The Demolished Man by Alfred Bester
If I had read The Demolished Man back in 1952 when it was first published, I would have given it 5 stars, no question. But in 2014, with 60 years of refinements in the genre, it suffers from some very dated dialogue and characterization, and some really condescending portrayals of women. I’m afraid the present value of the book is 4 stars.
Having said that, The Demolished Man remains an impressively-imagined story of a future society shared by telepaths and normals, and the attempt by wealthy megalomaniac industrialist Ben Reich to stage and get away with murder in a society where the police and many others can read thoughts and memories. It’s an exciting and pulpy adventure, and presages the cyberpunk genre by over 30 years (William Gibson’s Neuromancer, Richard Morgan’s Altered Carbon, and Philip K. Dick’s Minority Report in particular; they all contain remnants of Bester’s DNA). So it was well deserving of the inaugural Hugo Award, especially when you see the low quality of some of the other nominees and winners back in the early days, most of which have faded from popular memory without a murmur of protest (Has anyone read the next year’s winner They’d Rather Be Right, for example?).
It’s not fair to ridicule how badly aged the future visions of venerable SF authors from the Golden Age can become. Instead, we should consider how much they inspired future generations of genre practitioners, who updated and improved on the early ideas and imbued them with more telling details that resonated with each successive generation. Just like a piece of classical music, its value lies not only in the music itself but its legacy for the works that follow.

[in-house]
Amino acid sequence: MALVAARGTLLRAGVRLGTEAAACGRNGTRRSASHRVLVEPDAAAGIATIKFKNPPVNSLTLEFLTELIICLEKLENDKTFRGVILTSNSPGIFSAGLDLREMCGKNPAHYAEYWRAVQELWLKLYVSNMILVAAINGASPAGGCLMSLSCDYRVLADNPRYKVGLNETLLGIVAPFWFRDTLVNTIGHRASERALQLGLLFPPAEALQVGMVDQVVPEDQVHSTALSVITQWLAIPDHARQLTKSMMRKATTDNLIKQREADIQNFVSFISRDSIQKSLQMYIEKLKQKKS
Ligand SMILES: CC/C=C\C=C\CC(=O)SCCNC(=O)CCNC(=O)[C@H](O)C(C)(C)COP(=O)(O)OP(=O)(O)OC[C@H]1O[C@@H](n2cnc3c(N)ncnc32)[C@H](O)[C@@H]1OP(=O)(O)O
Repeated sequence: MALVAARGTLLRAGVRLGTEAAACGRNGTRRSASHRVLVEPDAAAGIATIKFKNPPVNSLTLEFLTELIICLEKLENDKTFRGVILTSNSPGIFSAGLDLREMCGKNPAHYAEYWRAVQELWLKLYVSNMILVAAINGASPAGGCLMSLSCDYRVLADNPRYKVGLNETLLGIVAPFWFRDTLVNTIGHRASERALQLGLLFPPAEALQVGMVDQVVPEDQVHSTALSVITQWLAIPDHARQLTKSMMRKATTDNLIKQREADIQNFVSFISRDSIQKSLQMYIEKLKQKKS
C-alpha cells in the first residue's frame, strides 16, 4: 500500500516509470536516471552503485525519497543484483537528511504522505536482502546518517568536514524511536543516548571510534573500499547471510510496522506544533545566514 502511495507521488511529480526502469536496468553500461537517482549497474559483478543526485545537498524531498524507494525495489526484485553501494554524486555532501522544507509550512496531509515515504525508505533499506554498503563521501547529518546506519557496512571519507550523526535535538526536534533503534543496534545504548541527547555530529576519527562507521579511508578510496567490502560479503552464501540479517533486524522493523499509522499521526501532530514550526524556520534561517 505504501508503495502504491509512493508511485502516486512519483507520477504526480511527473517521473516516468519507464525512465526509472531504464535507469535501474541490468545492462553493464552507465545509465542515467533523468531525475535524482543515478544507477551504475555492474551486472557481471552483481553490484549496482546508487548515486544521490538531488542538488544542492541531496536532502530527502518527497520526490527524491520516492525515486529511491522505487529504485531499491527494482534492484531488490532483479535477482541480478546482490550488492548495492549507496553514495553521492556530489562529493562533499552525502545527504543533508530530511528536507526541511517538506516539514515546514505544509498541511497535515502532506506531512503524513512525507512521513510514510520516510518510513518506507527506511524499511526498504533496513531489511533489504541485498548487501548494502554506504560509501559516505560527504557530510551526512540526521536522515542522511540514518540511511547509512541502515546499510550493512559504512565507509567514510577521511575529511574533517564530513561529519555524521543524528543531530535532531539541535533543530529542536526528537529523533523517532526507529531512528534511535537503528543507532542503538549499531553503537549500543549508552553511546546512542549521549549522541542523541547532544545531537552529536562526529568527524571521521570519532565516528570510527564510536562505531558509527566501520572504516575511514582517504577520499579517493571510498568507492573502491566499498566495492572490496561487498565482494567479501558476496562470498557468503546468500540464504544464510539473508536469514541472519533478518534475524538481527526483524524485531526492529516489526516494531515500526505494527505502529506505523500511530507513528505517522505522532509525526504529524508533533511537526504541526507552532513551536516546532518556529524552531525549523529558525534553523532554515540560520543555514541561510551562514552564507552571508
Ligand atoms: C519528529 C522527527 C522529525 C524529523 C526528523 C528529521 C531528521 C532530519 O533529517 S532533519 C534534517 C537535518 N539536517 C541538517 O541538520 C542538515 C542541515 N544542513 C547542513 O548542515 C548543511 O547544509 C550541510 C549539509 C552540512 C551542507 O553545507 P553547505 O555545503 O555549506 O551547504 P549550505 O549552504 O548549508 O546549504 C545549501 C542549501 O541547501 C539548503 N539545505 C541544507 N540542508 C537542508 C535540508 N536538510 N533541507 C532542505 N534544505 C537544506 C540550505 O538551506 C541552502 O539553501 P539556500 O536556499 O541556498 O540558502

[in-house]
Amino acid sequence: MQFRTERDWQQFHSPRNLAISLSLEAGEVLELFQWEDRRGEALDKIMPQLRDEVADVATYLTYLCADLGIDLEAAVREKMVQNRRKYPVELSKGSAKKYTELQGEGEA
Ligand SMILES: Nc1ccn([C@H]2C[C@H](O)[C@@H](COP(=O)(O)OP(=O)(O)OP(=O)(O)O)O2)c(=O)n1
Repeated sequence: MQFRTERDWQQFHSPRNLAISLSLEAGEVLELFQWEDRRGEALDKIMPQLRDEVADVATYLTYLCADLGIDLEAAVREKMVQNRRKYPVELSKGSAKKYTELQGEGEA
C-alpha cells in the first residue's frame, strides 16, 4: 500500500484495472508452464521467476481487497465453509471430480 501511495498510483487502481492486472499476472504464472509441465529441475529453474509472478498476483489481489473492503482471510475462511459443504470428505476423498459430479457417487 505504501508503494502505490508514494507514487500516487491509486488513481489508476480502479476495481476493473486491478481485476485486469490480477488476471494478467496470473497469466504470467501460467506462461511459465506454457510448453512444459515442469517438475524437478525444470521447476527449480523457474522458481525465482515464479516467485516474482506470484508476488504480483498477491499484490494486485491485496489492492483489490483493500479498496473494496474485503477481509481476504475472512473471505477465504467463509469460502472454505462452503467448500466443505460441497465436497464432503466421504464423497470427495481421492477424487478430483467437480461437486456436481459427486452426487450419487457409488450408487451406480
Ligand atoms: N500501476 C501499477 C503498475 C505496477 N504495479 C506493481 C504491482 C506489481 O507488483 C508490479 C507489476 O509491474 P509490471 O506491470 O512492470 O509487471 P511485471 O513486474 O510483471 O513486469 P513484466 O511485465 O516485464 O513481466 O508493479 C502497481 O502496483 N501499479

One of my all time favorite novels. Most people say that The Stars My Destination is their favorite Bester novel (and I really enjoyed that too) but The Demolished Man has always been my favorite.
Thanks, Stuart! I’m in the THE STARS MY DESTINATION camp, but I like the reminder of the vision of this story.
I love the idea of the classics as sources of inspiration and the roots of today’s stories … but sometimes I just can’t resist making fun of the dated dialogue or imaginative predictions that went wide of the mark.I love English Victorian novels too, but I still make fun of the excessive use of coincidence to make the plots work.
I agree with Marion. I feel a great need to read all the classics, but I have such a hard time getting past the sexism and racism that were such a normal part of their culture. It makes me cringe (yet it’s also a great reminder of how far we’ve come). I’m glad you mentioned that here and then focused on the rest of what the story has to offer.
Welcome to FanLit!
I have never read any of the older sci-fi or fantasy, but it must so cool to go back and read some of the award winners from the 50’s and 60’s. Just to see what was consider best at that time, and how it now relates to what is being published today, and what I, personally, consider to be the best right now.
I would definitely say that The Demolished Man had some extremely dated dialogue, and really blatant sexism throughout, but I tried to look past these parts to enjoy the underlying story, which was pretty exciting and original. It’s always a tough balancing act to judge a book written over half a century ago, and while some parts feel like Mad Men, the sci-fi elements are really great. I thought that THE STARS MY DESTINATION was brilliant and doesn’t feel particularly dated at all!
Welcome to FanLit, Stuart! And I’m glad we’re in agreement about how good (though sometimes dated) Bester’s work can be.
The Stars My Destination, though? Blew me away when I first read it.